In Malawi, cotton is the fourth largest agricultural export after tobacco, sugar and tea. In 2013-14, over 320,000 Malawians were registered to grow cotton, demonstrating the important role the sector plays in the livelihoods of local farmers. Recognising the potential of the sector to generate both much-needed foreign trade and to reduce poverty, cotton was highlighted as a priority export crop in Malawi’s National Export Strategy.

However, for the sector to grow in a competitive global market, the strategy also stressed that it required significant reform. At the request of the government of Malawi, the UK Department for International Development (Dfid) is supporting the cotton sector by identifying and alleviating bottlenecks and promoting market reforms.

Adam Smith International, Dfid’s implementing partner, first identified a number of constraints which undermined the ability of Malawi’s cotton sector to deliver economic growth and poverty reduction. Among the most important was a lack of knowledge in producing quality cotton and coordination between key market actors. The three key actors in this failing market were seed companies, farmers and cotton processors; farmers were suffering low yields due to wasted and poor quality seeds, whilst seed companies and processors faced reduced profits.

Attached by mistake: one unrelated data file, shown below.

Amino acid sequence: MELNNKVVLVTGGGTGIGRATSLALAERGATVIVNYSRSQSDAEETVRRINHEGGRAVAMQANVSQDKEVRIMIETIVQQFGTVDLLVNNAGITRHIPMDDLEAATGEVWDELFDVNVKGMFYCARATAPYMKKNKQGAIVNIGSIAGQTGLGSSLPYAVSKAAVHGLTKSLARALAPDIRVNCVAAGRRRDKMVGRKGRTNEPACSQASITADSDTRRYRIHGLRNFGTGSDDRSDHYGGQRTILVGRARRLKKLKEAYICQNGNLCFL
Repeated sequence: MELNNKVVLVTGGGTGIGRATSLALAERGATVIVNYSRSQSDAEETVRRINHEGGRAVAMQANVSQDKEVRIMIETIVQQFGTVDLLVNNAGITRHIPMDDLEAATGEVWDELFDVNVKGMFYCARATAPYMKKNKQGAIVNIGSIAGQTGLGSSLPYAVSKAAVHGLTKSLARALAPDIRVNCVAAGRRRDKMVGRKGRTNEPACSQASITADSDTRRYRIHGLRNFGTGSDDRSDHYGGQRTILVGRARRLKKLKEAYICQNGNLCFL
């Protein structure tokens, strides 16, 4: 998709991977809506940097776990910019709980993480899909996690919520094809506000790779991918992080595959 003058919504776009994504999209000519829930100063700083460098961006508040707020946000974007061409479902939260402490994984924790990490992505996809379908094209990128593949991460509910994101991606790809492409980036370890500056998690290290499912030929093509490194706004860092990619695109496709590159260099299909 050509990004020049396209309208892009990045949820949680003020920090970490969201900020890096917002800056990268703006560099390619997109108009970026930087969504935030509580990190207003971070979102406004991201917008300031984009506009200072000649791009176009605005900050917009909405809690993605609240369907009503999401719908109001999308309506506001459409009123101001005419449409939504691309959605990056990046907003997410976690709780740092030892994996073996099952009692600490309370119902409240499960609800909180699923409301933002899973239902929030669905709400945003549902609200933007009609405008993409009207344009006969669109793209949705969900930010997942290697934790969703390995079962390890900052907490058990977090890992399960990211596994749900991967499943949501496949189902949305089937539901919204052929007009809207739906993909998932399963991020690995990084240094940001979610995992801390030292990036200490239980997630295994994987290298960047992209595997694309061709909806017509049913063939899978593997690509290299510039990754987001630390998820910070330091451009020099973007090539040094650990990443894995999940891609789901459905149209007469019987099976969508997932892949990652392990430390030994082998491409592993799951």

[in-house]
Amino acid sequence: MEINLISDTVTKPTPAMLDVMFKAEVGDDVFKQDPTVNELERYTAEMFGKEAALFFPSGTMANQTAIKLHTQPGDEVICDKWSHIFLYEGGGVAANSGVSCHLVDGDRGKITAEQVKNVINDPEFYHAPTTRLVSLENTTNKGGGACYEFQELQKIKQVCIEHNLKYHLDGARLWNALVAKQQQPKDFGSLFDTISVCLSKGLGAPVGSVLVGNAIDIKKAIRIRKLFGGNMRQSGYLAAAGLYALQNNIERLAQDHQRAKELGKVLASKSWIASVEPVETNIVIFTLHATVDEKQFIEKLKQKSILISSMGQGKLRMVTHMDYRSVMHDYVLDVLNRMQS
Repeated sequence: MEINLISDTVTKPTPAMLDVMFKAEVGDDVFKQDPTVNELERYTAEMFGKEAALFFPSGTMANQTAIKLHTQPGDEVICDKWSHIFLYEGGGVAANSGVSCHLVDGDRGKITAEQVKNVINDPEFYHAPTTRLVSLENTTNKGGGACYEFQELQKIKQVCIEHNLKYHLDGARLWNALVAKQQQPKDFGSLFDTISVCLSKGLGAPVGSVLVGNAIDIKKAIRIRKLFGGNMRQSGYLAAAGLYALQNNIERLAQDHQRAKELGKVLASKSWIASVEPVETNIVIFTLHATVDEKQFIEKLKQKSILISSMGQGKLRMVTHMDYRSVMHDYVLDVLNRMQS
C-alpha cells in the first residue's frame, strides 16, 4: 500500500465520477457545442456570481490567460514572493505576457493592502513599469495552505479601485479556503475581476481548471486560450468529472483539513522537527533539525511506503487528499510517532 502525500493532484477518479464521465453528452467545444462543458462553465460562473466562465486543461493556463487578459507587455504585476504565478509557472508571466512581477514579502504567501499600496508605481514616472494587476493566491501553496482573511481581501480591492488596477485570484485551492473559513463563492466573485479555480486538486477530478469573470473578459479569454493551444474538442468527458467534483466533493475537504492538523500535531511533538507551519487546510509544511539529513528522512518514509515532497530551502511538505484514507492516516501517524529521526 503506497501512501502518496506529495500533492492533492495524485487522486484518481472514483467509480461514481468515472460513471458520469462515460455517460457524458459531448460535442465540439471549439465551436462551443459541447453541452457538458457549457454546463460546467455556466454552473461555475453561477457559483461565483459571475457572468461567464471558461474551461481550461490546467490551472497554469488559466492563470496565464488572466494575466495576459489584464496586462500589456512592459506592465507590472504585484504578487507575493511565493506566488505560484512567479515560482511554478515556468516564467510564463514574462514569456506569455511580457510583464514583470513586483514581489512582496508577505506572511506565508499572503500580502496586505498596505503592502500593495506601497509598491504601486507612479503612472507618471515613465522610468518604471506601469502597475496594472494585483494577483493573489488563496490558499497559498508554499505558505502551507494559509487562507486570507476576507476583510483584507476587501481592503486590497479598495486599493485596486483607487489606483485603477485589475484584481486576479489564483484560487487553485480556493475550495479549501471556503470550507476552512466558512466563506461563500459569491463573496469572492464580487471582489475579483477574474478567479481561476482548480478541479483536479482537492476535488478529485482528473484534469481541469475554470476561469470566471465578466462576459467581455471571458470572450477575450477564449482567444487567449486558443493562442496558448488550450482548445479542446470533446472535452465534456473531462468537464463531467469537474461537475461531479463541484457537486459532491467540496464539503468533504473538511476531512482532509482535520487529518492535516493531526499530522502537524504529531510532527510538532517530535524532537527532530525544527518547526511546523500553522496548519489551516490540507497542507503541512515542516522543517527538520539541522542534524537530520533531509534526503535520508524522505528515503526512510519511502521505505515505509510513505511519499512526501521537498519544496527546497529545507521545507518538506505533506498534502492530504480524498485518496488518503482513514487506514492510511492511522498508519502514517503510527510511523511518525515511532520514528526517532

Most seeds are wasted due to poor seed quality, weak farming techniques, inadequate storage methods and or lack of irrigation. Suppliers tend to invest in imported cotton products, rather than quality seeds. By facilitating dialogue on better farming techniques and getting companies to invest in cultivating and increasing seed quality, the wastage of cotton seeds in Malawi reduced by 30%. Due to more demand, over 14,000 farmers also increased their revenue. Seed companies no longer have to rely on expensive imports, cotton farmers have better access to quality seed and producers will benefit from increased quality and volume of cotton production.

What is perhaps most interesting about this project is that the results achieved did not rely on committing large amounts of funds. Instead, a relatively small investment to increase dialogue and persuading companies to transfer skills and knowledge on better farming practices, such as storing techniques, will help see the sector flourish.

This is a strong example of how poverty reduction can be delivered by using facilitation techniques embedded in market development, rather than relying on traditional direct delivery of pre-defined solutions or grant financing.

Content produced by Adam Smith International

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ZIMENE MUMAKONDA

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